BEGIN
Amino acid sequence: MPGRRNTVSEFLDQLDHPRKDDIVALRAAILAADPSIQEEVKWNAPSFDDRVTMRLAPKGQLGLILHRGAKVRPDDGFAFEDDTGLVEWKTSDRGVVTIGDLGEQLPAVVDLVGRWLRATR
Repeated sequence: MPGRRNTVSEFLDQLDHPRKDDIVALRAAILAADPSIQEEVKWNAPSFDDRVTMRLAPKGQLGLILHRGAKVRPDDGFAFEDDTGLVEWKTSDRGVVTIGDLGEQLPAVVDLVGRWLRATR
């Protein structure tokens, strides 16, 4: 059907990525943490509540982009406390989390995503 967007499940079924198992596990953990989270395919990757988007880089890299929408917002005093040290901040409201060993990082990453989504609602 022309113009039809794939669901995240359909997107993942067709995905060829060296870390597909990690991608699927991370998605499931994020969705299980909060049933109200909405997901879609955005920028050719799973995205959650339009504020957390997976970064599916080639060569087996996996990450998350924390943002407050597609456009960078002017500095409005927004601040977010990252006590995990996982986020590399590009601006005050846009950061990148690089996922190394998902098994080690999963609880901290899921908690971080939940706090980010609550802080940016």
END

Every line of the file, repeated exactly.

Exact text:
Amino acid sequence: MPGRRNTVSEFLDQLDHPRKDDIVALRAAILAADPSIQEEVKWNAPSFDDRVTMRLAPKGQLGLILHRGAKVRPDDGFAFEDDTGLVEWKTSDRGVVTIGDLGEQLPAVVDLVGRWLRATR
Repeated sequence: MPGRRNTVSEFLDQLDHPRKDDIVALRAAILAADPSIQEEVKWNAPSFDDRVTMRLAPKGQLGLILHRGAKVRPDDGFAFEDDTGLVEWKTSDRGVVTIGDLGEQLPAVVDLVGRWLRATR
């Protein structure tokens, strides 16, 4: 059907990525943490509540982009406390989390995503 967007499940079924198992596990953990989270395919990757988007880089890299929408917002005093040290901040409201060993990082990453989504609602 022309113009039809794939669901995240359909997107993942067709995905060829060296870390597909990690991608699927991370998605499931994020969705299980909060049933109200909405997901879609955005920028050719799973995205959650339009504020957390997976970064599916080639060569087996996996990450998350924390943002407050597609456009960078002017500095409005927004601040977010990252006590995990996982986020590399590009601006005050846009950061990148690089996922190394998902098994080690999963609880901290899921908690971080939940706090980010609550802080940016």